Chinese food is 100% not all about deep frying and msg-packed sauces. A typical weeknight meal would include some really simple stir-fry and steamed dishes. Yes, steamed. Steamed fish is most absolutely one of the most common dish on our dinner tables. If you ever wonder why us Asians are typically so petite, this is part of the answer as fish is low in calories and steaming keeps it healthy. While steamed food often give off the impression of healthy but tasteless, us Chinese definitely have our way around it.
The most essential thing about steaming food is the freshness of ingredients. When you steam your food, it’s all about the real flavours. Typically we steam the whole fish. But for a single dinner by myself, I would just go for fish fillets. Apart from fish, the other key ingredient is Ginger.
The role of ginger in steamed fish is to omit the nasty fishy smell and taste. If you’ve got supreme quality and live fish, then you may opt out the ginger. I love ginger myself so regardless I would include some ginger, even if it’s a mere tiny bit. If the fish is not at prime quality, I would add extra. Spring onions go extremely well with the ginger and in overall really elevates the dish’s flavours – so that’s a must for garnish.
Last but not least, the final trick to a good steamed fish dish is smoked oil. Press a clove of garlic (this is to let out the flavours) and cook in hot oil until fragrant. Then drizzle the garlic infused smoked oil over the fish and add soy sauce to it. That’s how it’s done. Here’s the recipe breakdown:
- Ginger, finely sliced
- Spring Onions, finely sliced
- 1 clove of Garlic, pressed
- Sunflower Oil
- Soy sauce
How to make:
Clean the fish, descale it if using whole fish. Place on large plate and pat dry with kitchen towel.
Scatter ginger slices evenly all over the fish. Make sure you cover both sides of the fish.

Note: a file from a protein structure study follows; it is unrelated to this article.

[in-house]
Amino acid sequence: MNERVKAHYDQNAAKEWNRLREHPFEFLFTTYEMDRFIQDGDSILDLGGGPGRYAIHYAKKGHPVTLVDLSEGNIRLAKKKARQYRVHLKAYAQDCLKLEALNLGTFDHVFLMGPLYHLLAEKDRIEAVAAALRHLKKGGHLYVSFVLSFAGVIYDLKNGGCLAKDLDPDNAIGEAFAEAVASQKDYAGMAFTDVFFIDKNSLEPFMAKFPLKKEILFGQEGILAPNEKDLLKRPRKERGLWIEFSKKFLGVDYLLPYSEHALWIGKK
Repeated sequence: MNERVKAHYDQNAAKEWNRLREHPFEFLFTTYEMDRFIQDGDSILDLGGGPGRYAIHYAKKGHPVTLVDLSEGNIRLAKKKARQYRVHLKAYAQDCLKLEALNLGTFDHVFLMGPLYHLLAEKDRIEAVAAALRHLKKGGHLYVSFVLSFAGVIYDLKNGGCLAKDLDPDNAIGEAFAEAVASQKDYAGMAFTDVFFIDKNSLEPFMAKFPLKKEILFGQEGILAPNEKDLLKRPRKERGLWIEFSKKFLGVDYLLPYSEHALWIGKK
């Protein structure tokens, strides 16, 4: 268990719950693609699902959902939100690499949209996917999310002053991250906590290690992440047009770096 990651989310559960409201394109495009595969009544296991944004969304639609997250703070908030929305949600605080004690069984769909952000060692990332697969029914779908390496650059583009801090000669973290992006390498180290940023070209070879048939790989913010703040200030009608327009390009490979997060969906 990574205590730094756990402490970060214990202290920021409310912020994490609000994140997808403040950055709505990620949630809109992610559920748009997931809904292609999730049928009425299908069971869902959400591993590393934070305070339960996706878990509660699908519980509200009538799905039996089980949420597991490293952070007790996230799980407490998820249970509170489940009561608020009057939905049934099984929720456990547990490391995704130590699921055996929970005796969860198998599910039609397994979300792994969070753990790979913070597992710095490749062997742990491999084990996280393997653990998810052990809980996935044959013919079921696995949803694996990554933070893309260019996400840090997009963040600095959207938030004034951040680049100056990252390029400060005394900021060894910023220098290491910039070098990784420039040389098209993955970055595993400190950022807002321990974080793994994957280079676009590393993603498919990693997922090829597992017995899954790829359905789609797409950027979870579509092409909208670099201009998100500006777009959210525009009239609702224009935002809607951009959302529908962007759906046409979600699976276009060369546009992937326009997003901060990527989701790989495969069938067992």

Put the plate in the steamer and set the steamer over a pot or wok of boiling water. Cover and steam the fish for 10 to 15 minutes until cooked. Cooking time depends on the size and thickness of the fish. Test with a fork / chopstick by poking the fish. The flesh should be opaque and flake easily when cooked.
Spread a handful of spring onions on top and cover for another 1-2 minutes until wilted.
Take out the fish from the steamer and set aside.
Heat a few spoonful of oil in a wok. Press the garlic and let it cook in the hot oil until fragrant. Discard the garlic and pour the smoked oil over the fish.
Last but not least, add soy sauce over the fish and serve immediately with steamed rice.
And this basically is my childhood. There are variations to it but this one is the most common, basic and hassle-free one. My grandma would sometimes use sweet pickled vegetables on the dish too which is my baby sister’s favourite home dish of all time! And then obviously with the chilli craze in Sichuan cuisine, there’s also this version of steamed fish topped with braised spicy Sichuan sauce and Sichuan peppercorn!
There’s genuinely never a dull thing about Asian cuisine. Let me know what you think of the recipe! Make sure you tag us at @etfoodvoyage on Instagram, Twitter and Facebook to let us know your thoughts and suggestions! 🙂